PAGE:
Ale Bowls: Migration of a Tradition

When I was developing the plot for Old World Murder, I needed a Norwegian artifact for a major plot point.  I chose to feature an ale bowl.  These old tankards, which are often beautifully carved and painted, have appealed to me ever since my Old World Wisconsin days.

I knew the bowls were used historically to commemorate special occasions.  I could easily imagine them being passed from hand to hand in some long-ago smoky Norwegian cabin.  And honestly, that was about it.

Carol Hasvold worked from 19th-century accounts to understand drinking customs in Norway.

I recently went to Vesterheim Norwegian-American Museum to learn more about ale bowls.  The visit began with a program given by former registrar Carol Hasvold, “Festive Events and Drinking Customs.”  In rural parts of old Norway, she said, ale was brewed to mark two kinds of events:  those tied to the annual cycle, such as harvest-time and Christmas, and those marking special personal events.

For example, ten or twelve barrels of ale might have been brewed for a wedding.  Strong ale implied that a family was prosperous, and their farm well managed.    The bride price was negotiated with ale.  After the ceremony itself, friends and family attended a reception at the newlyweds’ new home.  The bride was expected to throw a small bowl over her house!  If the bowl did not make it over the roof, she could expect bad luck.  As ale bowls were drained during the reception, guests tossed coins into the bowls as thanks for the celebration.

This bowl is tiny--perfect, perhaps, for tossing over a house?

Ale also played a part in funeral rituals.  After a death, neighbors and friends came to the home with gifts of food or ale.  They stood in a ring around the casket and sang three hymns, with ale passed around between each.  Then the mourners carried the casket outside, placed an ale bowl upon it, and drank a final toast to the deceased.

In each event, when the ale was gone, the bowl was put away.  We’re lucky that ale did not have a long shelf life in the 19th century!  Sporadic use meant that many of the bowls survived for generations.  When emigrants decided what to take to America, they sometimes packed ale bowls into their trunks.

After the program, Alison Dwyer (left) and I sampled home-made ale (strictly for research purposes, of course.).

After the program, Vesterheim staff member Alison Dwyer was kind enough to show me some of the bowls in their collection.  You can get a behind-the-scenes look too!  Just check out the video:

The first ale bowl I ever saw was a beautiful artifact on display in the Kvaale House, at Old World Wisconsin.  The Kvaale exhibit portrays a well-settled Norwegian-American family, and the ale bowl is one of a handful of artifacts used to suggest an assimilated family that nonetheless treasures mementos from the homeland.  Now I know an ale bowl likely held specific memories, too.  A man might recall when the bowl was used to toast his own marriage.  A woman might remember how it sat on her mother’s coffin.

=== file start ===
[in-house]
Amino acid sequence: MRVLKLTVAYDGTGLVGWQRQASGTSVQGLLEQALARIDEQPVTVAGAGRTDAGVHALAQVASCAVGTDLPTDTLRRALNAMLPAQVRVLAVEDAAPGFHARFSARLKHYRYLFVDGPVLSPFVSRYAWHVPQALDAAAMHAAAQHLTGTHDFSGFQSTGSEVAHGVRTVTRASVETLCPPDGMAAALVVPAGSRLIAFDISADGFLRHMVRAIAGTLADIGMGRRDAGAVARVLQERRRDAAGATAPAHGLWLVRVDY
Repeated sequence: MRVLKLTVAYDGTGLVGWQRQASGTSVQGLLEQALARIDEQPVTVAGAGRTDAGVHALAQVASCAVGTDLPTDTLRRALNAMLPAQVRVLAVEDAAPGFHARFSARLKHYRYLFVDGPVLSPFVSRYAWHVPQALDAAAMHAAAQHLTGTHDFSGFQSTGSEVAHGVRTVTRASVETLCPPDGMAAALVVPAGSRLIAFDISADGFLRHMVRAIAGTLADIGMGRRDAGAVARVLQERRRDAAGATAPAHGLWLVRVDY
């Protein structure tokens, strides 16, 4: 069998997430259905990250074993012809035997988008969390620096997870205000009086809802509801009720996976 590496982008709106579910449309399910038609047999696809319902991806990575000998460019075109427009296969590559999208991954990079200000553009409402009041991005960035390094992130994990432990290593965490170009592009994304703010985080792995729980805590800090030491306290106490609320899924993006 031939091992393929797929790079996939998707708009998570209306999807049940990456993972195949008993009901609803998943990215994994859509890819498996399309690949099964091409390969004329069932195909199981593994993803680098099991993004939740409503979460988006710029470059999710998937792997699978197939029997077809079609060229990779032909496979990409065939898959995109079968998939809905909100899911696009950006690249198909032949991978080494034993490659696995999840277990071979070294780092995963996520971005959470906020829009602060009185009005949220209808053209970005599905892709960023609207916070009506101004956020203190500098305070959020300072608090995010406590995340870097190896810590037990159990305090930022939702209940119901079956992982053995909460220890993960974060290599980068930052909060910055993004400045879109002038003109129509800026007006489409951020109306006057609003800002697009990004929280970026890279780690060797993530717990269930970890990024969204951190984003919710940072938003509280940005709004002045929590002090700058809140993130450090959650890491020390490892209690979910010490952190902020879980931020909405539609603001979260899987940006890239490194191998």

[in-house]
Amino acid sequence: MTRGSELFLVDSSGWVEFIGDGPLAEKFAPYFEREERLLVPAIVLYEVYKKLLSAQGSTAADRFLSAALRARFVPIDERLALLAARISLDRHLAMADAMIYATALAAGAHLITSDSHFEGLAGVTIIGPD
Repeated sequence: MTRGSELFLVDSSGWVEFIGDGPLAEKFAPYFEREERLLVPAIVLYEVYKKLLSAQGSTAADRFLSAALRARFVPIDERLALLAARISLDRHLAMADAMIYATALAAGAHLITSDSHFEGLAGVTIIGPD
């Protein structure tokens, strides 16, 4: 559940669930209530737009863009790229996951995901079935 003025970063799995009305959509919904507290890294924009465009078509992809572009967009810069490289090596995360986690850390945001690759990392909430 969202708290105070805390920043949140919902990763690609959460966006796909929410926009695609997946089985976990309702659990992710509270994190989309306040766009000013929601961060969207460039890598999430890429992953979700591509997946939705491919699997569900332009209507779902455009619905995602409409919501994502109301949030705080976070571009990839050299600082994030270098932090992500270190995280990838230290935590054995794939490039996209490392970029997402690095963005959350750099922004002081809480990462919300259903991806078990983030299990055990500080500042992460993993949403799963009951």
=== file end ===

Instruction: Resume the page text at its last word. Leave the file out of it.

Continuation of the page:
We can’t ever know all the human stories represented by any particular ale bowl…but isn’t it intriguing to wonder?

This is one of my favorite bowls in Vesterheim's collection.

(Have a question about Vesterheim’s ale bowls?  You can email Alison at adwyer@vesterheim.org)

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16 Responses to “Ale Bowls: Migration of a Tradition”

  1. Meg Says:

    It certainly is intriguing to wonder. I think that’s one of the reasons I’ve fallen in love with museum work. I look at an artifact — the hats I’ve been working for my practicum, for instance — and wonder, who wore/used that, and when and what meaning did it hold and whyfore and all that [g].

    It’s absolutely fascinating.

  2. Laurie Rosengren Says:

    What a fun video!
    Thank you, and the museum, for sharing. Now I want an ale bowl . . .

  3. Karen Casey Fitzjerrell Says:

    Kathleen! The video is wonderful. It adds a new angle to the blog format for sharing, learning, entertaining. Good job. Lucky you to have a husband knowledgable in all the tech stuff! Nice to catch up on what you’re doing these days.

    Nice!

  4. Susan J. Tweit Says:

    Fascinating, Kathleen! Now I know what that two-headed bowl my granddad Olav kept from his parents’ Hardanger Fjord farm is about!

  5. Mary Trimble Says: